Wednesday, 5 May 2010

Henry Review of Tax

This week's bland news for Australia is the Henry report into tax reform. Overall, it will have little immediate difference to Australia since most recommendations won't come into effect, and of those that do, it will be quite some time before they do.

Most attention has been given to the mining super-profits tax. I understand the policy that the resources are public assets and the people should get benefit from them, but I'm sure the shareholders won't care. Now we can watch the fight between big business and big government. Of course, taken to its conclusion, the resources are the public assets of the people who live in that region, not just in that nation. If a mine near Mt Isa earns enough to pay this tax, perhaps the money should go to the city of Mt Isa.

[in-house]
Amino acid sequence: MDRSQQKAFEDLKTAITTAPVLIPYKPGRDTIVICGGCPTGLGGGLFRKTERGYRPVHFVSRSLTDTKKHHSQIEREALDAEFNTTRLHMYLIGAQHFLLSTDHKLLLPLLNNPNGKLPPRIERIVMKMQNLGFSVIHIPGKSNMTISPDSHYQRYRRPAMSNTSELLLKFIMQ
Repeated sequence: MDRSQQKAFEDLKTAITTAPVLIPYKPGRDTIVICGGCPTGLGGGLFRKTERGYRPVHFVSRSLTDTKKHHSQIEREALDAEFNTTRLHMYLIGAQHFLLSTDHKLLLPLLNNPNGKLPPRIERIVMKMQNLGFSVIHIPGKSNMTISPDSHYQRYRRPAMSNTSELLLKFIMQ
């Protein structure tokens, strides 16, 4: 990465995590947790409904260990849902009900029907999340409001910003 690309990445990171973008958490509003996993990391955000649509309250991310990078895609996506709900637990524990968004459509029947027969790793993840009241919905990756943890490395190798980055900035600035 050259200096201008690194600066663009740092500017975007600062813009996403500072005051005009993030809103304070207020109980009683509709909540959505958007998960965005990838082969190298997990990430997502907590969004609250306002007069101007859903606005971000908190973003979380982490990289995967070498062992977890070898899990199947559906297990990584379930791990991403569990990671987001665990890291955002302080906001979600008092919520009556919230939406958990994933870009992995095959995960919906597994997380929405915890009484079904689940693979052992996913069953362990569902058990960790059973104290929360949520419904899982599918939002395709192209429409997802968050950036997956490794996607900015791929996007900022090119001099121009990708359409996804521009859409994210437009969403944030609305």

More important are the host of changes that are smaller and probably won't be enacted. I think especially of this recommendation:
The Henry Review also recommends that the tax-free threshold for personal income tax be raised to $25,000 and that there should be a simple, transparent two-step tax scale, with 97 per cent of the population paying 35 per cent. After five months of reading and discussion, surely the Government could have formed a view about that. Well, actually they obviously have formed a view - that it's too hard and they should just shut up about it.
Tax reform more like a Robin Hood shuffle - ABC News (Australian Broadcasting Corporation)

The tax-free threshold has been too low for too long. It hasn't risen with inflation at all. Raising the threshold is a tax cut that has the biggest relative benefit for the lowest earners, and the same absolute benefit for everyone. It's absurd that poverty level of income (single income, family of four) is just below $30,000 per year, but that we tax low income nonetheless. It's immoral to tax the poor back into poverty.

If only one recommendation was accepted, it should have been this one: raise the tax-free threshold.
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